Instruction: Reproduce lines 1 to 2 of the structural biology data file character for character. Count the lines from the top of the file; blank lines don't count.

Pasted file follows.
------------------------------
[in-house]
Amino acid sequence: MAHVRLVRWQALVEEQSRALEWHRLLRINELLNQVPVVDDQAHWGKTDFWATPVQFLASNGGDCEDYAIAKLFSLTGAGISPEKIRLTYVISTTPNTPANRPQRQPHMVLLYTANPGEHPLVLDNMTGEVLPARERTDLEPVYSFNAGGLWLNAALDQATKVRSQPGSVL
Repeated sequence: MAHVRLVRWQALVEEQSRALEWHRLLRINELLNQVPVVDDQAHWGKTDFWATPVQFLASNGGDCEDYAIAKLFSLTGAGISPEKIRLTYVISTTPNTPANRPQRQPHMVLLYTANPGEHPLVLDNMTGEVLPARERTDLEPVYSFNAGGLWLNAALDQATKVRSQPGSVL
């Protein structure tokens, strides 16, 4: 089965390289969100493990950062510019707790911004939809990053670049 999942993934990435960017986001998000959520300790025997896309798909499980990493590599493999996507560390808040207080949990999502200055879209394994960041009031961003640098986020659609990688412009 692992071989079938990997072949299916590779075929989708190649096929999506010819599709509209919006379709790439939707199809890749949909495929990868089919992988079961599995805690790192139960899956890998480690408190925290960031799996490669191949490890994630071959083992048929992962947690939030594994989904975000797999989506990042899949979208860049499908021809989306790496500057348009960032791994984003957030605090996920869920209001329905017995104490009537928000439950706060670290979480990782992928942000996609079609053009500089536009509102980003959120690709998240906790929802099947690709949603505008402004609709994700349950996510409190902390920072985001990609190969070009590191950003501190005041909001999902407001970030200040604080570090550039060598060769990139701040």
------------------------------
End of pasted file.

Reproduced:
[in-house]
Amino acid sequence: MAHVRLVRWQALVEEQSRALEWHRLLRINELLNQVPVVDDQAHWGKTDFWATPVQFLASNGGDCEDYAIAKLFSLTGAGISPEKIRLTYVISTTPNTPANRPQRQPHMVLLYTANPGEHPLVLDNMTGEVLPARERTDLEPVYSFNAGGLWLNAALDQATKVRSQPGSVL